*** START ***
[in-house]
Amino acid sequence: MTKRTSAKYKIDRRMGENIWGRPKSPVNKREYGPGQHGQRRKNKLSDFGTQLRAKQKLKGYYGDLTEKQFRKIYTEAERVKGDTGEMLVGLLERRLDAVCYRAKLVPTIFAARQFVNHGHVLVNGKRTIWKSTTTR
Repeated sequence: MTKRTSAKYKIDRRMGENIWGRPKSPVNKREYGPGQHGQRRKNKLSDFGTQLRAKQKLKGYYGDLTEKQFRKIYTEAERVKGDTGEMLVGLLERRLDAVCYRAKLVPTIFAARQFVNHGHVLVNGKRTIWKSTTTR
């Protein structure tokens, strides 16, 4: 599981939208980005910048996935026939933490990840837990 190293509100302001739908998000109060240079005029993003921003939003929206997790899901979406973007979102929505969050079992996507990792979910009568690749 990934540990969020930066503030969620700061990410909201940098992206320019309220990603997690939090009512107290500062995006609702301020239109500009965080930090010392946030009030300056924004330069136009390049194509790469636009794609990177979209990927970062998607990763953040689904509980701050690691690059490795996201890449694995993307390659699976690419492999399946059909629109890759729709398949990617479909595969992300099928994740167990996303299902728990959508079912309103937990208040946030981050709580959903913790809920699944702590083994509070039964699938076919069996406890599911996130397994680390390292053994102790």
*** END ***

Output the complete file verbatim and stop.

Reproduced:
[in-house]
Amino acid sequence: MTKRTSAKYKIDRRMGENIWGRPKSPVNKREYGPGQHGQRRKNKLSDFGTQLRAKQKLKGYYGDLTEKQFRKIYTEAERVKGDTGEMLVGLLERRLDAVCYRAKLVPTIFAARQFVNHGHVLVNGKRTIWKSTTTR
Repeated sequence: MTKRTSAKYKIDRRMGENIWGRPKSPVNKREYGPGQHGQRRKNKLSDFGTQLRAKQKLKGYYGDLTEKQFRKIYTEAERVKGDTGEMLVGLLERRLDAVCYRAKLVPTIFAARQFVNHGHVLVNGKRTIWKSTTTR
């Protein structure tokens, strides 16, 4: 599981939208980005910048996935026939933490990840837990 190293509100302001739908998000109060240079005029993003921003939003929206997790899901979406973007979102929505969050079992996507990792979910009568690749 990934540990969020930066503030969620700061990410909201940098992206320019309220990603997690939090009512107290500062995006609702301020239109500009965080930090010392946030009030300056924004330069136009390049194509790469636009794609990177979209990927970062998607990763953040689904509980701050690691690059490795996201890449694995993307390659699976690419492999399946059909629109890759729709398949990617479909595969992300099928994740167990996303299902728990959508079912309103937990208040946030981050709580959903913790809920699944702590083994509070039964699938076919069996406890599911996130397994680390390292053994102790």